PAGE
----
WOLLONGONG Lord Mayor Gordon Bradbery has vowed to work “meticulously and sensitively” alongside the NSW Jewish Board of Deputies (JBD) and Sydney Jewish Museum after shock Nazi revelations about local identity Bronius “Bob” Sredersas came to light this week.
It is alleged the well-known Lithuanian immigrant, who arrived in Wollongong in 1950 aged 39, was a Nazi collaborator associated specifically with the massacre of Lithuanian Jews during the Holocaust.
Sredersas had been celebrated by the City of Wollongong after he donated around 100 works of art to the Wollongong Art Gallery in 1976.
Known as a quiet and generous migrant, Sredersas worked in the city’s steelworks by day, but used his money to amass an extraordinary collection of Australian fine art. He donated his entire collection to the city of Wollongong before his death in 1982.
His donation came to be known as The Gift and there is a gallery named after him.
That will have to be amended if the evidence against Sredersas is verified, said Bradbery.
“There’s definitely plenty of evidence to suggest that he was complicit in war crimes,” he told The AJN. “We’ve got a collection of artworks that we need to identify and if they’re identified as being associated with a war criminal and war crimes, then we have to interpret that correctly and sensitively.”
Bradbery says the revelations have “thrown a blanket” over Sredersas’ past, but have also raised some uncomfortable questions.
“How many others might have been in our city, and came to our country, who had perpetrated war crimes?
“The art, they’re Australian works, but the other thing that concerned me was they might have been purchased with ill-gotten gains. We’ll suss that out as well.”
Bradbery has agreed to work with the JBD, who have called on the council to “do the right thing” and distance the Wollongong community from Sredersas.
“The allegations against Mr Sredersas are extremely serious and claim he was intimately involved in the Holocaust and the barbaric mass murder of millions of Jews and other minorities, people with a disability and political prisoners,” JBD CEO Darren Bark said.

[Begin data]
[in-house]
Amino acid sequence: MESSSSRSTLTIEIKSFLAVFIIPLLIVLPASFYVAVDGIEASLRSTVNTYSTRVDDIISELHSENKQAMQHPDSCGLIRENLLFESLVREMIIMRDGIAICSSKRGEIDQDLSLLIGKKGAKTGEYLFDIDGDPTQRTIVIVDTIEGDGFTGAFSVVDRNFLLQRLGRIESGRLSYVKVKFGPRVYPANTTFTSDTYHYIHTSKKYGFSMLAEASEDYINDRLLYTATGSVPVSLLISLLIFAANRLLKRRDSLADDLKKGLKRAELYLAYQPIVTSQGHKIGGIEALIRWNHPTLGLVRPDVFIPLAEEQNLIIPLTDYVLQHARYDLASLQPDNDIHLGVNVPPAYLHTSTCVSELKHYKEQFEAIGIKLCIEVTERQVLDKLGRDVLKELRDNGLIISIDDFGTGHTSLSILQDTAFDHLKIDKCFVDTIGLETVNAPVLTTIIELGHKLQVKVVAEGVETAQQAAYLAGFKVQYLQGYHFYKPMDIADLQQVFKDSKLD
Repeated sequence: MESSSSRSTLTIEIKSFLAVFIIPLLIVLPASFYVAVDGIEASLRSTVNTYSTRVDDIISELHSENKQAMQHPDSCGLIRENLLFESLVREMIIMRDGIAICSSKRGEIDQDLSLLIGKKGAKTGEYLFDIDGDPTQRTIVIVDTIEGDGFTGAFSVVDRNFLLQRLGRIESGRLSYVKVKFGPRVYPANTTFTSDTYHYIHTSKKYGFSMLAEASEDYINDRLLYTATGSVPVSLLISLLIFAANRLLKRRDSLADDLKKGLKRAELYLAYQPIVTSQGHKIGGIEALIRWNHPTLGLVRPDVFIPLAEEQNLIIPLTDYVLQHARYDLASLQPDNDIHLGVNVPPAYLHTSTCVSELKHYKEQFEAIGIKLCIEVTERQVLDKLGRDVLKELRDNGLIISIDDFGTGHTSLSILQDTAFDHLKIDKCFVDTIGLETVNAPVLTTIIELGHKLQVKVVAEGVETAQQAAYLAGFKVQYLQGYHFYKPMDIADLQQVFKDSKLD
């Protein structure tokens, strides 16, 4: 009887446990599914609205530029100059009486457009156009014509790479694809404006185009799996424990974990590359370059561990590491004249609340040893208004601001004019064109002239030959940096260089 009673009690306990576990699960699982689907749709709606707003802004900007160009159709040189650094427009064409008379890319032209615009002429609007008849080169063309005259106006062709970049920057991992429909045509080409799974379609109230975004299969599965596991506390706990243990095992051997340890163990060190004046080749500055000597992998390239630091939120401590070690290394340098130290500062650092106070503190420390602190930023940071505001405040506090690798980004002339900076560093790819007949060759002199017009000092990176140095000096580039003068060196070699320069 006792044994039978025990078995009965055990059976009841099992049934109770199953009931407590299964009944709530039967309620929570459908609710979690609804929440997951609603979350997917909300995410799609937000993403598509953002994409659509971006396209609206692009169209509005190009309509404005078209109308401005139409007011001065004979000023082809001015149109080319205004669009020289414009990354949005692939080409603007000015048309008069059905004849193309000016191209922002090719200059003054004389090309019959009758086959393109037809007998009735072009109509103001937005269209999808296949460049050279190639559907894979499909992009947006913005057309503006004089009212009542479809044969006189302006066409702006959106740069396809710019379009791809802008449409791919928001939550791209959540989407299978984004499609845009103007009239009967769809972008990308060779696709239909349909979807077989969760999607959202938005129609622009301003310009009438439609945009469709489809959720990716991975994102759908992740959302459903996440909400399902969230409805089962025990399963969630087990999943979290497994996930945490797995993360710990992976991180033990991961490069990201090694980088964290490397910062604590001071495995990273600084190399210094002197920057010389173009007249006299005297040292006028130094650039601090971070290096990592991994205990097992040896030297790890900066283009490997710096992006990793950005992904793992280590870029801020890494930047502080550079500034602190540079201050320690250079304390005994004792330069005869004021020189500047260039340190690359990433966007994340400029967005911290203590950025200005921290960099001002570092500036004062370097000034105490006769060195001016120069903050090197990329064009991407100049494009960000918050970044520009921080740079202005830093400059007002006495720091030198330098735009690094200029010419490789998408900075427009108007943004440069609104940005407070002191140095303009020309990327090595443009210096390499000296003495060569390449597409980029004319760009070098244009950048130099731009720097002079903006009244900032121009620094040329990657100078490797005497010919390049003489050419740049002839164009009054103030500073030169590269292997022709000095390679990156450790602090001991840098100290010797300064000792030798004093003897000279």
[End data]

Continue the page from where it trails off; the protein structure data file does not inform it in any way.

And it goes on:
“We call on Wollongong City Council to join with the Sydney Jewish Museum to investigate the veracity of these claims.”
With the assistance of the AFP, Bradbery and the council will collect the evidence gathered by former councillor Michael Samaras, who took it upon himself to dig into Sredersas’ past.
Samaras became suspicious when an article in 2018 described Sredersas as being a policeman for the Lithuanian government’s Department of Security. After retrieving Sredersas’ birth certificate from the Wollongong library, he went on to uncover evidence from Lithuania that alleges Sredersas served in the Nazi Party’s Schutzstaffel (SS) and their intelligence apparatus, the Sicherheitsdienst (SD).
If verified, it means Sredersas was involved in the deaths of 90 per cent of Lithuania’s Jewish community during the Holocaust.
Samaras presented his evidence to the Wollongong Council in January and says it was rebuffed – a concerning claim Bradbery says he is looking into – but Samaras says it’s just important for the truth to finally come out.
“I’m not a professional archivist, so it took me a lot of time to find the stuff. And where do you go looking for it? So I’ve had quite a journey as an amateur researcher,” he told The AJN.
Shadow Arts Minister Walt Secord called the revelations “sickening” and called for all tributes to Sredersas removed immediately.
“It is appalling that Sredersas became one of the most revered members of Wollongong’s arts community. The plaque in Bronius Sredersas’ honour should be ripped from the art gallery wall. There is enough information in the public arena to justify Wollongong Council acting – now,” he said.
Secord also praised Samaras for working to expose Sredersas’ hidden past.
The Sydney Jewish Museum, with its close relationships with historians who specialise in the Holocaust, will undertake further research if deemed necessary.